Junkstore Robots 

Woe be the moviegoer who must endure this potboiler

As a father of two, I consider myself an expert on children's movies. Over the last seven years, I have endured and occasionally enjoyed the evolution of computer animated feature-length films, most of which are made for kids. From Toy Story to Monsters, Inc., Shrek to Finding Nemo, Ice Age to The Incredibles, I have seen these films not once, but many times, thanks to the wonder of modern DVD technology. While some are a joy to view over and over, others tire after a few showings. By and large, the big animation studios Pixar, Dreamworks, Fox (Blue Sky Studios), Warner Bros. and Disney (who is now doing animated movies on their own, separate from Pixar), do a good job.

So how can I start out nice about Robots? I was amazed. I was astonished. I was overawed ... with the utter crap I was viewing on the screen. The plot was a piece of recycled rat meat-a repackaged story straight out of A Bug's Life and every other animated epic from the last 10 years. The studio describes Robots as, "In a world populated entirely by robots, this is the story of a young genius, Rodney, who wants to make robots capable of making the world a better place, but he finds his dream challenged by a corporate tyrant and a master inventor ..." Blah, blah, blah.

While many animated features throw in references to other older movies to have little gems for adult viewers (usually going over the head of the children), there are those films that do it well and there are those that do it poorly. In the case of Robots, they do it quite badly, if not the worst I've ever seen.

Scenes stolen directly from other movies were sometimes referenced, most of the time not. Jaw-dropping bad scenes included a robot (Robin Williams) singing "Singin' in the Oil" as ripped-off from Singing in the Rain, the light saber scene in Star Wars Episode 2 between Yoda and the evil Count Dooku, a complete spoof of Braveheart, stealing of the original city plans and look from the first science fiction movie ever, Metropolis, a WWF ring in the final fight scene (the idea stolen either from WWF or Shrek), a spoofing of Britney Spears (which I'll let slide), to blocking direct from the factory scene in Monsters, Inc. What is the point of including all this in a children's film that goes so far over the heads of the intended audience? Not only that, but doing it poorly?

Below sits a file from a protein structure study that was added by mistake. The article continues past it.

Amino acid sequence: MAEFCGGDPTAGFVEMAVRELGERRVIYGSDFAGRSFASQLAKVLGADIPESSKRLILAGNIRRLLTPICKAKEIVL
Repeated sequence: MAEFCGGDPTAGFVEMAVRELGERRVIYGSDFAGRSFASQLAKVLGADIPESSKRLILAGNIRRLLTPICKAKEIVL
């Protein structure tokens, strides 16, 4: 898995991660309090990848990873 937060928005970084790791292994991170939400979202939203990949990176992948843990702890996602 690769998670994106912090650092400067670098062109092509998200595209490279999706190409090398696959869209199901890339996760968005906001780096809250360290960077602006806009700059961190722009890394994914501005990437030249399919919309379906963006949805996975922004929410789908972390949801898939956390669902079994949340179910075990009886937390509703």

Even the formula for the soundtrack was stolen from other movies. You can just imagine the music director saying, "Hmmm, lets get a dash of a popular young pop band, Fountains of Wayne. Get those funky Blue Man Group guys because they're hip and robot-like, and some hip-hop artists to pull in the ghetto kids, and a couple of oldie-but-goodies like James Brown and "Low Rider" and throw in a Tom Waits tune, too, 'cause he was, like, in Shrek also, wasn't he?"

Arrrghhhhhhh! I wanted to scratch my eyes and ears out.

Another warning sign was from the extensive celebrity voice list. Characters voiced by Ewan McGregor, Halle Berry, Mel Brooks, Greg Kinnear, Drew Carey, Dan Hedaya, Jennifer Coolidge, Jim Broadbent, D.L. Hughley, Paul Giamatti, Amanda Bynes, Stanley Tucci and the worst of the lot, Robin Williams. There was only one movie where Robin Williams did a good character voice and that was Aladdin. Since then he's been doing the same manic coked-out schtick. I have a theory, which we'll call Bingo's Law, that the more celebrities an animated movie has to have voicing the characters, the worse it will be. By such measurement, Robots should not even be worthy of going directly to video.

And I had such high hopes. The creators of Robots, Blue Sky Studios working for FOX, also produced Ice Age, which wasn't too bad. It suffered a little from a weak plot, too, but it was a promising first movie for Blue Sky. Robots sets Blue Sky back to the ice age as far as movies go. You would have to recreate the scene out of A Clockwork Orange, complete with eyelid stretchers and restraints, to make me sit through Robots again.

On the other hand, while I didn't like the movie at all, the spawn wanted to go out and buy the DVD immediately before the credits even ended. They also wanted to buy the toys, action figures, trading cards, video games, posters, books and happy meals (Burger King got the bid for toys in kids meals this go round). Essentially they wanted to buy anything associated with the movie, easy to do since merchandising magically appeared everywhere like Christmas items after Halloween. Moviegoers nationwide seemed to like it too. Robots garnered the top movie spot last week with its opening weekend revenue of $36.5 million on 3,776 screens, a little below the average $42 million for an animated feature opening, but still impressive.

Reports say it has already grossed $150 million in promotional tie-ins alone, twice what the film cost to produce. Everyone wants a piece of Robots. Even Cold Stone Creamery is sporting a new flavor called "Rodney Copperbottom's Crazy Crackling Cotton Candy Concoction" and the U.S. Postal Service plans to theme its cancellation stamps with Robots characters on three billion envelopes.

So, we must ask, what is the point of studios putting out movies that are already a financial success before they're even shown in one theater? Ultimately, for a nation sedated by chemical prozac sprayed from military planes in the sky, it doesn't matter what kind of crap is put in front of the consuming public, we'll eat it up anyway. Ironically, the moral presented in Robots provides the alternative solution to seeing this horribly bad movie: Don't go out and get the new new thing, enjoy old things in new ways instead.

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